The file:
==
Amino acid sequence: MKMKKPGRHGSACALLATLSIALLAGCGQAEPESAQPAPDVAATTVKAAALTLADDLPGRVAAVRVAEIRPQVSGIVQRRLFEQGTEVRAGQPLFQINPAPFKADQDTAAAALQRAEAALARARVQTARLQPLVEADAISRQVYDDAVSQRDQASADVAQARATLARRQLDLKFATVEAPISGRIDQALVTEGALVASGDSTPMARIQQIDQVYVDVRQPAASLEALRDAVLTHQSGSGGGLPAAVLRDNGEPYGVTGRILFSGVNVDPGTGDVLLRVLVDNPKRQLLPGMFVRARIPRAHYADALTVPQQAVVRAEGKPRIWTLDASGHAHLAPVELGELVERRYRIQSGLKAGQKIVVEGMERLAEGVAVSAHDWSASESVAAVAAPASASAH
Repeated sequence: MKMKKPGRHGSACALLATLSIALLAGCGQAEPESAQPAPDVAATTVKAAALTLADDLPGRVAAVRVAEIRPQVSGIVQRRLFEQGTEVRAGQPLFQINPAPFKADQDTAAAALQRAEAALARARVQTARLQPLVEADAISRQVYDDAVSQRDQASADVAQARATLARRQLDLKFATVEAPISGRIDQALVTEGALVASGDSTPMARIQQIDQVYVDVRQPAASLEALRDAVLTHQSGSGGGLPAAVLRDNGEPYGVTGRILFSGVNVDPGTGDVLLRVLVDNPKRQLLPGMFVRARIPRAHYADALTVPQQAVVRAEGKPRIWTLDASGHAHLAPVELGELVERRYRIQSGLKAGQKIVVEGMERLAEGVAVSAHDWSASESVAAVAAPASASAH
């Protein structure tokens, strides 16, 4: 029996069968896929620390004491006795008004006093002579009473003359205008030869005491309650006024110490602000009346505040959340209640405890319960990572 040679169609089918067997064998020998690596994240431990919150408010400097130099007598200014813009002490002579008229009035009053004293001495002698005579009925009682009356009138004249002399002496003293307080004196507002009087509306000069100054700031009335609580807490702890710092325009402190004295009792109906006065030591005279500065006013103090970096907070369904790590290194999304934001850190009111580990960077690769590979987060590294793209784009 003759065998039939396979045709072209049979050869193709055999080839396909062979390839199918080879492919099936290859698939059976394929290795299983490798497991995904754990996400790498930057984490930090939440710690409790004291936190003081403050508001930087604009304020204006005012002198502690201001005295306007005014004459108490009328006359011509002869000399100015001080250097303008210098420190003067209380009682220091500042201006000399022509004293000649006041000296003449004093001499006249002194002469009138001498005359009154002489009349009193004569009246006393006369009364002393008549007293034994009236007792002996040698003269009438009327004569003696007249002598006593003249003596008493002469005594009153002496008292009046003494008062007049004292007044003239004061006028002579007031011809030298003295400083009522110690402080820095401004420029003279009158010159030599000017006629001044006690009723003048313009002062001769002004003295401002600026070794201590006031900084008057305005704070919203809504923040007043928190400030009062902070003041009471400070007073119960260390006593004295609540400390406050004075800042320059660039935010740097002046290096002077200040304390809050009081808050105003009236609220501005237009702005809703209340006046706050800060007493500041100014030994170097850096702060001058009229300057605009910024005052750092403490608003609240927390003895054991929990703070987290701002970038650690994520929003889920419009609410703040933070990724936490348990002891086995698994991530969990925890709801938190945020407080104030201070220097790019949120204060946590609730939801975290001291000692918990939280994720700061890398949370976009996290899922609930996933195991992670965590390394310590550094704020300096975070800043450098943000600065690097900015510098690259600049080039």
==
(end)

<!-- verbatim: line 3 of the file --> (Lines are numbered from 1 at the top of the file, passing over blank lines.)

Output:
């Protein structure tokens, strides 16, 4: 029996069968896929620390004491006795008004006093002579009473003359205008030869005491309650006024110490602000009346505040959340209640405890319960990572 040679169609089918067997064998020998690596994240431990919150408010400097130099007598200014813009002490002579008229009035009053004293001495002698005579009925009682009356009138004249002399002496003293307080004196507002009087509306000069100054700031009335609580807490702890710092325009402190004295009792109906006065030591005279500065006013103090970096907070369904790590290194999304934001850190009111580990960077690769590979987060590294793209784009 003759065998039939396979045709072209049979050869193709055999080839396909062979390839199918080879492919099936290859698939059976394929290795299983490798497991995904754990996400790498930057984490930090939440710690409790004291936190003081403050508001930087604009304020204006005012002198502690201001005295306007005014004459108490009328006359011509002869000399100015001080250097303008210098420190003067209380009682220091500042201006000399022509004293000649006041000296003449004093001499006249002194002469009138001498005359009154002489009349009193004569009246006393006369009364002393008549007293034994009236007792002996040698003269009438009327004569003696007249002598006593003249003596008493002469005594009153002496008292009046003494008062007049004292007044003239004061006028002579007031011809030298003295400083009522110690402080820095401004420029003279009158010159030599000017006629001044006690009723003048313009002062001769002004003295401002600026070794201590006031900084008057305005704070919203809504923040007043928190400030009062902070003041009471400070007073119960260390006593004295609540400390406050004075800042320059660039935010740097002046290096002077200040304390809050009081808050105003009236609220501005237009702005809703209340006046706050800060007493500041100014030994170097850096702060001058009229300057605009910024005052750092403490608003609240927390003895054991929990703070987290701002970038650690994520929003889920419009609410703040933070990724936490348990002891086995698994991530969990925890709801938190945020407080104030201070220097790019949120204060946590609730939801975290001291000692918990939280994720700061890398949370976009996290899922609930996933195991992670965590390394310590550094704020300096975070800043450098943000600065690097900015510098690259600049080039």